Monitoring Euro Stability 'Offenders and Watchdogs Are Identical'

AFP

Part 2: 'No Country Should Be Able to Spend More than It Takes In'


SPIEGEL: Is Greece still even capable of helping itself at this point?

Kirchhof: Of course. Greece is a democracy. The country has the same problems as all democracies in Europe. Citizens everywhere have concentrated their hopes for a share of government funds into demands that exceed the economic capabilities of the commonwealth. And in Germany, as elsewhere, the politicians keep promising them even more: more social welfare, more subsidies, higher tax cuts. This system is a threat to cohesion in individual countries, and it endangers European unity.

SPIEGEL: What is your alternative?

Kirchhof: The goal is to promptly convince all participating countries to practice absolute budgetary discipline. No country should be able to spend more money in the long term than it takes in. We have to enforce this principle. And we have to anchor the thinking behind it in all countries. This is the real heart of the currency problem, and no European nation is more familiar with it than Germany.

SPIEGEL: What do you mean by that?

Kirchhof: Look back at 1949. At the time, Germany was in a crisis that was a great deal more serious that Greece's problems today. The country had fallen apart, assets were devalued and there was the threat of a third world war. In that moment, the new German constitution established a guiding principle: freedom. Everyone had to roll up their sleeves and start by helping themselves. This mental attitude was the root of the economic miracle and, as a result, Germany managed to turn itself into a respected and reliable member of the international community within a few years. The concept of freedom has proven to be successful as a means of overcoming crises in Germany. It would also be a model for the European Monetary Union.

SPIEGEL: You mention freedom, and yet your proposals would drive Greece into national bankruptcy.

Kirchhof: It would be completely wrong to invoke the extreme scenario now. Insolvency is avoidable. What prevents Greece from making all government services subject to funding? The government could cut the salaries of civil servants and subsidies for companies. This is not easy, but it presents an enormous opportunity ...

SPIEGEL: ... especially for new strikes and mass protests. Don't you think that the Greek government probably sees risks instead of opportunities?

Kirchhof: That could be, but it would be misguided to lose all faith in people's ability to reason. During the crisis, everyone thought that the solution was to dig deep into the government's coffers, because the government has unlimited resources. That was a mistake. The financial crisis is also a crisis of thought. If we return to the basic axioms of the monetary union, the euro could even become the world's anchor currency in the medium and long term.

SPIEGEL: Doesn't the failure of most monetary unions in the past make you wonder?

Kirchhof: That was a key question during the Constitutional Court's Maastricht trial: Can something succeed in Europe that has never succeeded before? Our response, as constitutional judges, was this: The experience that a positive historic example does not exist does not mean that it cannot exist. It would be a catastrophe if we could never try anything new.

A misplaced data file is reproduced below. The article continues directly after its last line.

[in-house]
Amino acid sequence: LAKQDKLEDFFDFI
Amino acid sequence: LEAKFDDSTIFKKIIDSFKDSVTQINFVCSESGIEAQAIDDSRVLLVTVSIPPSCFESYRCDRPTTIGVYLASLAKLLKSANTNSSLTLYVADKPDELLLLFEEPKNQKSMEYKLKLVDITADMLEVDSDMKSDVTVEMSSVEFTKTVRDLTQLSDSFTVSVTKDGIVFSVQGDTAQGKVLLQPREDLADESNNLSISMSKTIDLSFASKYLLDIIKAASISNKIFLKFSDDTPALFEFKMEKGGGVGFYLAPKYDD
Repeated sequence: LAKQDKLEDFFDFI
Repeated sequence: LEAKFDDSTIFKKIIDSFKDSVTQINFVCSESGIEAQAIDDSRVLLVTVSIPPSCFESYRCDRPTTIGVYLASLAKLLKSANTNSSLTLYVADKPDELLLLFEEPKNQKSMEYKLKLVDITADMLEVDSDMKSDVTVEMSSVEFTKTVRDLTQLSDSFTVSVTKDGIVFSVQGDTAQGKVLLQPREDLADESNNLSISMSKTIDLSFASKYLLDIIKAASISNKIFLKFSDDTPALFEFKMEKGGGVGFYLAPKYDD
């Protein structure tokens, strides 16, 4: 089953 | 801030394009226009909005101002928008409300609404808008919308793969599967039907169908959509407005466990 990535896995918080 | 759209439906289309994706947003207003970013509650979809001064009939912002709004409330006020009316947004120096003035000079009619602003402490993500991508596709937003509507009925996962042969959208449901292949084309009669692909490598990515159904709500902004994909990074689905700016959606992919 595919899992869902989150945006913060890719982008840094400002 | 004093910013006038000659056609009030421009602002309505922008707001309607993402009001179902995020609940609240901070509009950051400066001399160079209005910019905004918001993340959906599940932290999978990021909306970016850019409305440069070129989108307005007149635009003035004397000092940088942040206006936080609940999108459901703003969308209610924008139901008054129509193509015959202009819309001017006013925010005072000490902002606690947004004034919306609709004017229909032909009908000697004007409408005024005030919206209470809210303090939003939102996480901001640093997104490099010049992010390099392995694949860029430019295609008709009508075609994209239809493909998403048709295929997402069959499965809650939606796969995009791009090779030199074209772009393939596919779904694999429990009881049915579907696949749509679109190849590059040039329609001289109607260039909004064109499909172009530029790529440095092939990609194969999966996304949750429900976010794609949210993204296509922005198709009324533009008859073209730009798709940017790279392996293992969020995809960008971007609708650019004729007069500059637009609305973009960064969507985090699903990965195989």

SPIEGEL: Many politicians find fault with the Constitutional Court for intervening too heavily in European politics. They complain that the court disproportionately restricted the German government's capacity to act with its ruling on the Lisbon Treaty. Is there anything to this?

Kirchhof: No. The Constitutional Court is, in a sense, the repair shop for our democracy. It demands the limits of political action stated under the constitution. For this reason, it will always become involved in politics. This is part of the nature of the constitutional state. And when it comes to the question of the transfer of competencies to Brussels, it is clear that if the Bundestag (Germany's federal parliament) adopts a majority resolution to transfer competencies to the EU, it can do so. However, if this boils down to amending the constitution, the parliament needs a two-thirds majority to do so. And some core elements of the constitution cannot be amended at all.

SPIEGEL: Germany and France want to establish a European economic government, partly to provide the euro with a stronger political foundation. Is that helpful?

Kirchhof: I am skeptical on that subject. It would involve combining the economic administrations of individual countries. I am more inclined to think that we have to assign responsibility to where it is controlled by parliaments -- namely to the member states.

SPIEGEL: Does that mean that an economic government is unconstitutional, in your view, because the German sovereign state is assigning too many competencies to the EU?

Kirchhof: The ruling on the Lisbon Treaty implies that the Bundestag must retain central competencies. The Bundestag is the only democratically and directly legitimized representation of the German people. We cannot assign its rights to Europe, as long as there is no European people with European constitutional bodies. Besides, other European countries have no intention of allowing themselves to be sucked up by Europe.

SPIEGEL: Professor Kirchhof, we thank you for this interview.

Interview conducted by Wolfgang Reuter and Michael Sauga. Translated from the German by Christopher Sultan.

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